Jenni Catron: The Nashville flood was a defining moment for me as a leader. Everything in me wanted to hunker down with my family, watch the dramatic news footage and eat comfort food until everything was alright. But that wasn’t what God was asking us to do. People needed help and they needed hope and someone needed to step up to fill in the gap.

I learned through that experience that we often confront our greatest fear at the crossroads of influence. We face our greatest fear at the threshold of our greatest opportunity to make an impact.

Because our church leaders were willing to confront our own fears, we were able to make a significant impact in our city. We earned influence that may not have come any other way. It was an opportunity for our faith to grow as we experienced God’s work through us in spite of our own fear.

Trevin Wax: Another great insight in your book – “Comparison twists what should be unique about us into something that we are either grossly dissatisfied with or disproportionately proud of.” How does the comparison trap lead to a leadership train wreck in either of these two directions?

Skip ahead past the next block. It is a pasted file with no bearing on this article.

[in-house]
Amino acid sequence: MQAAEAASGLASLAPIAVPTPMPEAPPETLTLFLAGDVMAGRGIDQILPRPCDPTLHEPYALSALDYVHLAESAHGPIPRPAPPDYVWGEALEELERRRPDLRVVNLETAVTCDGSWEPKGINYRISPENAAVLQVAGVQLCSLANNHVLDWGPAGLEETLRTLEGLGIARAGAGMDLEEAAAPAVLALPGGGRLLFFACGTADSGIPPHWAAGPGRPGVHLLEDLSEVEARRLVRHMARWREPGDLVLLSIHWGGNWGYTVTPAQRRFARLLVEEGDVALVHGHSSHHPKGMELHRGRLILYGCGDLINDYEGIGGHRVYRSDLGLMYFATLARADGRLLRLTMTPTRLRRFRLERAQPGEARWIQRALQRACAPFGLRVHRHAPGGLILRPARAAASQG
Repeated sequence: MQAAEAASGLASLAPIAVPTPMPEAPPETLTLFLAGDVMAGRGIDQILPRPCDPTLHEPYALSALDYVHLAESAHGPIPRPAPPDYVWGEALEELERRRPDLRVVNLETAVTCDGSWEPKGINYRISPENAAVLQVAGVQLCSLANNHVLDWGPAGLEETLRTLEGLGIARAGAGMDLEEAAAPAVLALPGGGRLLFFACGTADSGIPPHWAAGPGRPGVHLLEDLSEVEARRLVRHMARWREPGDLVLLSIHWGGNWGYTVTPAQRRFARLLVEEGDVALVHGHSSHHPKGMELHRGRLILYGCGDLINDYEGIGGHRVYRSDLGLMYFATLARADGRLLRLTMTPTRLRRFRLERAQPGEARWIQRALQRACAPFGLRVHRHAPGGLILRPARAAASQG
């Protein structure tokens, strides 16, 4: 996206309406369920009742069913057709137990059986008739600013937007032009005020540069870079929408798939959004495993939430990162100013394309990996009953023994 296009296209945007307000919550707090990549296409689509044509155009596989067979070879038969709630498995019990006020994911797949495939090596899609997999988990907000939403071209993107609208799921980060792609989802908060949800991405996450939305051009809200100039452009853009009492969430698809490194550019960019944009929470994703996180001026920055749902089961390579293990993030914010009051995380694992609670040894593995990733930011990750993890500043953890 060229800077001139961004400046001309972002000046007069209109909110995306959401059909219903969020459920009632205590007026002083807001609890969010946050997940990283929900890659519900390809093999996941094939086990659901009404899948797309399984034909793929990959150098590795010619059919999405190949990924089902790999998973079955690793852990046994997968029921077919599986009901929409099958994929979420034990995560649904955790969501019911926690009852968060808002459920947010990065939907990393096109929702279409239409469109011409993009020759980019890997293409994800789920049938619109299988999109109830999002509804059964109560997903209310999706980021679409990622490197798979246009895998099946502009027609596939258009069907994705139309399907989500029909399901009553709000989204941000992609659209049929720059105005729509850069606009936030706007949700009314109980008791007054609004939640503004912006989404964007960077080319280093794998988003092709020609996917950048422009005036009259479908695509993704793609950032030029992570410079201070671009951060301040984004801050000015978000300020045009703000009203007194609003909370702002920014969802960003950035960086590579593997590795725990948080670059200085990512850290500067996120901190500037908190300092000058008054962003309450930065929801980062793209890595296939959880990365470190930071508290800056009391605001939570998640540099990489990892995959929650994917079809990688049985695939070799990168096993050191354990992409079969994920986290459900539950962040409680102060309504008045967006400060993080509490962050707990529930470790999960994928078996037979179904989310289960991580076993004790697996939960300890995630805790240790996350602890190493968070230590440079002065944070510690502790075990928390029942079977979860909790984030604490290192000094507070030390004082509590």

Jenni Catron: For most of my life I thought comparison was the way to navigate the world – see what others are doing, compare that to my life, make adjustments, and compare again. I believed that comparison was a necessary skill for survival in a world that compares and competes over everything. The problem with comparison is that it doesn’t end with a simple sizing up. Our temptation to compare distracts us from being who God has called us to be.

The pendulum swing of comparison has us envying one person one minute and then diminishing the value of another the next. In one direction we can fixate on what we don’t have and how we don’t measure up. This type of comparison leads to jealousy, envy, greed, dissatisfaction, and ungratefulness. We wind up feeling grossly inadequate.

In the other direction, comparison leads to pride. We begin to see ourselves above others and consciously or not diminish the value of others. Even the disciples were guilty of asking Jesus who was greatest among them (Luke 9:46-48).

Trevin Wax: Patrick Lencioni, one of my favorite writers on team dynamics and leadership, wrote the foreword and says it’s one of the best books he has ever read. How did you connect with Lencioni and why do you think he appreciated this book so much?

Jenni Catron: I connected with Patrick via a mutual friend and was ecstatic he agreed to write the foreword. Patrick works with leaders and their teams all over the country and I think he sees firsthand the need for leaders to get more honest about the issues that hold them back personally. Patrick resonated with the idea of the “clout killers” and the need for leaders to understand how these issues might be hindering their leadership. I think that Patrick would agree that the healthier a leader is, the healthier the team will be.

Trevin Wax: Thanks for stopping by, Jenni. And thank you for writing a helpful book on leadership.